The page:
For years, NBC 6 Responds has reported about homeowners who have lost money to rogue contractors. Now new changes to state law aim to make it easier to prosecute contractors who take money but don't do the work.
Homeowners like Robert Haag and Lilly Krause who told us they handed over lump sums for home improvement work but say the contractor never did the work.
"I am 78, we saved money out of our social security and the little retirement I have," Haag told us back in 2018.
Cases like Haag's have caught the attention of state lawmakers.
House Bill 7125 went into effect in July. Under the new law, if a consumer pays a contractor more than 10 percent of the contract price for a home improvement project, the contractor must apply for permits within 30 days. Once permits are issued, work must begin in 90 days.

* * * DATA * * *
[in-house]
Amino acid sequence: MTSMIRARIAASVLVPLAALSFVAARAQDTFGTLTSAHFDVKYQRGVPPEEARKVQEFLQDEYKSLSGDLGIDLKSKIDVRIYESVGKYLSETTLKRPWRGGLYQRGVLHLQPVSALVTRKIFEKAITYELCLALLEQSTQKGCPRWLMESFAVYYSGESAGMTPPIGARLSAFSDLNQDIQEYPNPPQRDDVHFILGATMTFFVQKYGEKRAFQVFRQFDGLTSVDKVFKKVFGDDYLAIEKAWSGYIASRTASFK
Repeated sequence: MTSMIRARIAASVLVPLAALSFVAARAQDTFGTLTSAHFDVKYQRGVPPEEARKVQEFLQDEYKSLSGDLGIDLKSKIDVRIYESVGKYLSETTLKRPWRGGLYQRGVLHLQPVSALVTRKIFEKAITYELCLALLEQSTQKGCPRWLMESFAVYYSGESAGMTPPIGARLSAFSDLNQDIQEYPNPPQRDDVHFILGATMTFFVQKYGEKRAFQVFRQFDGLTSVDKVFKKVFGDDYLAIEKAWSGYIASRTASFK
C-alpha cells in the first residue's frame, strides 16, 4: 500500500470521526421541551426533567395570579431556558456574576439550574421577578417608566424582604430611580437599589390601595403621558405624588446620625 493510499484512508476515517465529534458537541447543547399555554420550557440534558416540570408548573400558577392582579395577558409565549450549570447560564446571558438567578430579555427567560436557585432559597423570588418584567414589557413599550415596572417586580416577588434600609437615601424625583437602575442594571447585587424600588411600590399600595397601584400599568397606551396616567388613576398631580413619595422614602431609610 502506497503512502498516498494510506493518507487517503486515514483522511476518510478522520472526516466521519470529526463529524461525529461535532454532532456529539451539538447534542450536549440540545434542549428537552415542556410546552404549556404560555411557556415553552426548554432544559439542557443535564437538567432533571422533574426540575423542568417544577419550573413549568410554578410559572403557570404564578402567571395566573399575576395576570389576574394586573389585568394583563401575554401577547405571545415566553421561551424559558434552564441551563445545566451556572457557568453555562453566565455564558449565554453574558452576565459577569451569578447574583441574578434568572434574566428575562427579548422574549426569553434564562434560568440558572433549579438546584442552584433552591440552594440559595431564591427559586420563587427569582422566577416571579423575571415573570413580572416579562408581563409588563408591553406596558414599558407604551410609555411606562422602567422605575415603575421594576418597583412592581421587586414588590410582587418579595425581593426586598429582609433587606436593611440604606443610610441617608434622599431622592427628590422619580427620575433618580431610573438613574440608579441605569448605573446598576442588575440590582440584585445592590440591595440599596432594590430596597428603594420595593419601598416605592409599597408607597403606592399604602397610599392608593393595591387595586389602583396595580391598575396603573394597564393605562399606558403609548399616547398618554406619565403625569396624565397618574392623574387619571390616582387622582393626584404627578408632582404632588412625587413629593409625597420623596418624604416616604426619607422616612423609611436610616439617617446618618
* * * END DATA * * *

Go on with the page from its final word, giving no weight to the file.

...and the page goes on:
If not, the consumer can send a demand letter to the contractor asking for work to start within 30 days. If work does not begin 30 days after the letter was received, then the homeowner can file a criminal complaint with their local police.
"Everything that we can do as state legislators to protect our consumers and out most vulnerable citizens we must do that," said Susan Valdes, a state representative from Tampa.
Valdes co-sponsored the bill. She says these changes can make it easier to prosecute these types of cases.
"The biggest change that this law does is it gives the judge a way to rule the contractor had intent to defraud," Valdes said.
Under the law, the demand letter must include language asking the contractor to complete work or refund the money given and it must be sent via certified mail.
"Contractors need to be put on alert that this is the law," Valdes said.
This law is not retroactive. It does not apply to homeowners who lost money before this bill was signed into law.
Contractors found violating the law and have taken more than $1,000 could face felony charges.